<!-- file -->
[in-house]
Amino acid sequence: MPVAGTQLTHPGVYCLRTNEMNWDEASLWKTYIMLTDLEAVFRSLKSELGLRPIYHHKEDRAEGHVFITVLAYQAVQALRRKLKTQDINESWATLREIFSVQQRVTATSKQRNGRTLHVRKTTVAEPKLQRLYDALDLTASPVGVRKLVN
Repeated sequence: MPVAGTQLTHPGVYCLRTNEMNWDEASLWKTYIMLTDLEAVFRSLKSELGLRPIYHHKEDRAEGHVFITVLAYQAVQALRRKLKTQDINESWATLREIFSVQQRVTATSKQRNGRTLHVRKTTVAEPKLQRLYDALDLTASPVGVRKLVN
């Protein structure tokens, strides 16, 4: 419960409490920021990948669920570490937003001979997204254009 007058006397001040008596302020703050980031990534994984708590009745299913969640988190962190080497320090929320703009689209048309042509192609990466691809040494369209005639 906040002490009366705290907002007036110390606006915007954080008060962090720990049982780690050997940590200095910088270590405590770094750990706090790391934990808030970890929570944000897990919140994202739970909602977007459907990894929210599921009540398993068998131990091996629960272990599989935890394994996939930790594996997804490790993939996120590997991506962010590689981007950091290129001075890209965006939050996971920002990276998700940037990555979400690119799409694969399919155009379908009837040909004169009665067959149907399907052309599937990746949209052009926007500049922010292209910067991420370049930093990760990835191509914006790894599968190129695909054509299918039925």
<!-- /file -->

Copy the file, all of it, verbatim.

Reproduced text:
[in-house]
Amino acid sequence: MPVAGTQLTHPGVYCLRTNEMNWDEASLWKTYIMLTDLEAVFRSLKSELGLRPIYHHKEDRAEGHVFITVLAYQAVQALRRKLKTQDINESWATLREIFSVQQRVTATSKQRNGRTLHVRKTTVAEPKLQRLYDALDLTASPVGVRKLVN
Repeated sequence: MPVAGTQLTHPGVYCLRTNEMNWDEASLWKTYIMLTDLEAVFRSLKSELGLRPIYHHKEDRAEGHVFITVLAYQAVQALRRKLKTQDINESWATLREIFSVQQRVTATSKQRNGRTLHVRKTTVAEPKLQRLYDALDLTASPVGVRKLVN
């Protein structure tokens, strides 16, 4: 419960409490920021990948669920570490937003001979997204254009 007058006397001040008596302020703050980031990534994984708590009745299913969640988190962190080497320090929320703009689209048309042509192609990466691809040494369209005639 906040002490009366705290907002007036110390606006915007954080008060962090720990049982780690050997940590200095910088270590405590770094750990706090790391934990808030970890929570944000897990919140994202739970909602977007459907990894929210599921009540398993068998131990091996629960272990599989935890394994996939930790594996997804490790993939996120590997991506962010590689981007950091290129001075890209965006939050996971920002990276998700940037990555979400690119799409694969399919155009379908009837040909004169009665067959149907399907052309599937990746949209052009926007500049922010292209910067991420370049930093990760990835191509914006790894599968190129695909054509299918039925």